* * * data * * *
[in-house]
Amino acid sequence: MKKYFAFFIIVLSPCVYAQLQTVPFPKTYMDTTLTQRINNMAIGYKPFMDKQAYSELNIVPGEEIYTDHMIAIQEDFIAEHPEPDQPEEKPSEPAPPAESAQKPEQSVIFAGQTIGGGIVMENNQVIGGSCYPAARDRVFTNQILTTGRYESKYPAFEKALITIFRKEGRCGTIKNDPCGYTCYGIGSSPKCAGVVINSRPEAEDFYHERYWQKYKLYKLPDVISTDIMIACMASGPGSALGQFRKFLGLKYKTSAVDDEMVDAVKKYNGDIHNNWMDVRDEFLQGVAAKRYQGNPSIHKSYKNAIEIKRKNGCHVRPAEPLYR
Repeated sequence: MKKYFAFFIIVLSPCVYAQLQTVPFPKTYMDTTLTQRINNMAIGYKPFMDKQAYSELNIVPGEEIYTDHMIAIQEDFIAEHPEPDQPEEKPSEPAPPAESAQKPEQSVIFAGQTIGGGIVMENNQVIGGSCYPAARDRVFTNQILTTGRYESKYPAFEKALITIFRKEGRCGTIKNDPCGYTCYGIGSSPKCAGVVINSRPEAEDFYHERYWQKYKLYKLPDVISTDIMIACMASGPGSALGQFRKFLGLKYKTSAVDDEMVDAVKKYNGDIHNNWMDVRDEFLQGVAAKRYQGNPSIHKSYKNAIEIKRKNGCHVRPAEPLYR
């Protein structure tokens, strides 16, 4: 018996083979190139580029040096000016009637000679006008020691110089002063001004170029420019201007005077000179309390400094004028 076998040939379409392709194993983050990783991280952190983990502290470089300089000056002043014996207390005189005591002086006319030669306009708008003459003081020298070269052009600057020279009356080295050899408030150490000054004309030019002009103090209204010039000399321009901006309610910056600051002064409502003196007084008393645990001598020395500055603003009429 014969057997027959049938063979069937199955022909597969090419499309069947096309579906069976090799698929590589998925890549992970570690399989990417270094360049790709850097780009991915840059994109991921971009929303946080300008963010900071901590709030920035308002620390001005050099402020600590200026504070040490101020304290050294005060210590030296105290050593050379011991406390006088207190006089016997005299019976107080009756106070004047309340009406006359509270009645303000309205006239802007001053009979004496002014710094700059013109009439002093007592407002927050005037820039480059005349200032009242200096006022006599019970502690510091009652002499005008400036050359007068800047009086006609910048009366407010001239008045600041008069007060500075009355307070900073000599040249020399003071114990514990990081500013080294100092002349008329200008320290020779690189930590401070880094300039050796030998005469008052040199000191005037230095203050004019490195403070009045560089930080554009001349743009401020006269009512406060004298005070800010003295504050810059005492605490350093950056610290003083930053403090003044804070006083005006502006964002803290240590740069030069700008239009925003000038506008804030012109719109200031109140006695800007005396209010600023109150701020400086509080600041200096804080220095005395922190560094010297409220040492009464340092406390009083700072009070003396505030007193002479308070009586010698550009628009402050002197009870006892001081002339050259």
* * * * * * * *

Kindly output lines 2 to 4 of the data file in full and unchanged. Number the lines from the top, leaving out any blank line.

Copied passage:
Amino acid sequence: MKKYFAFFIIVLSPCVYAQLQTVPFPKTYMDTTLTQRINNMAIGYKPFMDKQAYSELNIVPGEEIYTDHMIAIQEDFIAEHPEPDQPEEKPSEPAPPAESAQKPEQSVIFAGQTIGGGIVMENNQVIGGSCYPAARDRVFTNQILTTGRYESKYPAFEKALITIFRKEGRCGTIKNDPCGYTCYGIGSSPKCAGVVINSRPEAEDFYHERYWQKYKLYKLPDVISTDIMIACMASGPGSALGQFRKFLGLKYKTSAVDDEMVDAVKKYNGDIHNNWMDVRDEFLQGVAAKRYQGNPSIHKSYKNAIEIKRKNGCHVRPAEPLYR
Repeated sequence: MKKYFAFFIIVLSPCVYAQLQTVPFPKTYMDTTLTQRINNMAIGYKPFMDKQAYSELNIVPGEEIYTDHMIAIQEDFIAEHPEPDQPEEKPSEPAPPAESAQKPEQSVIFAGQTIGGGIVMENNQVIGGSCYPAARDRVFTNQILTTGRYESKYPAFEKALITIFRKEGRCGTIKNDPCGYTCYGIGSSPKCAGVVINSRPEAEDFYHERYWQKYKLYKLPDVISTDIMIACMASGPGSALGQFRKFLGLKYKTSAVDDEMVDAVKKYNGDIHNNWMDVRDEFLQGVAAKRYQGNPSIHKSYKNAIEIKRKNGCHVRPAEPLYR
């Protein structure tokens, strides 16, 4: 018996083979190139580029040096000016009637000679006008020691110089002063001004170029420019201007005077000179309390400094004028 076998040939379409392709194993983050990783991280952190983990502290470089300089000056002043014996207390005189005591002086006319030669306009708008003459003081020298070269052009600057020279009356080295050899408030150490000054004309030019002009103090209204010039000399321009901006309610910056600051002064409502003196007084008393645990001598020395500055603003009429 014969057997027959049938063979069937199955022909597969090419499309069947096309579906069976090799698929590589998925890549992970570690399989990417270094360049790709850097780009991915840059994109991921971009929303946080300008963010900071901590709030920035308002620390001005050099402020600590200026504070040490101020304290050294005060210590030296105290050593050379011991406390006088207190006089016997005299019976107080009756106070004047309340009406006359509270009645303000309205006239802007001053009979004496002014710094700059013109009439002093007592407002927050005037820039480059005349200032009242200096006022006599019970502690510091009652002499005008400036050359007068800047009086006609910048009366407010001239008045600041008069007060500075009355307070900073000599040249020399003071114990514990990081500013080294100092002349008329200008320290020779690189930590401070880094300039050796030998005469008052040199000191005037230095203050004019490195403070009045560089930080554009001349743009401020006269009512406060004298005070800010003295504050810059005492605490350093950056610290003083930053403090003044804070006083005006502006964002803290240590740069030069700008239009925003000038506008804030012109719109200031109140006695800007005396209010600023109150701020400086509080600041200096804080220095005395922190560094010297409220040492009464340092406390009083700072009070003396505030007193002479308070009586010698550009628009402050002197009870006892001081002339050259």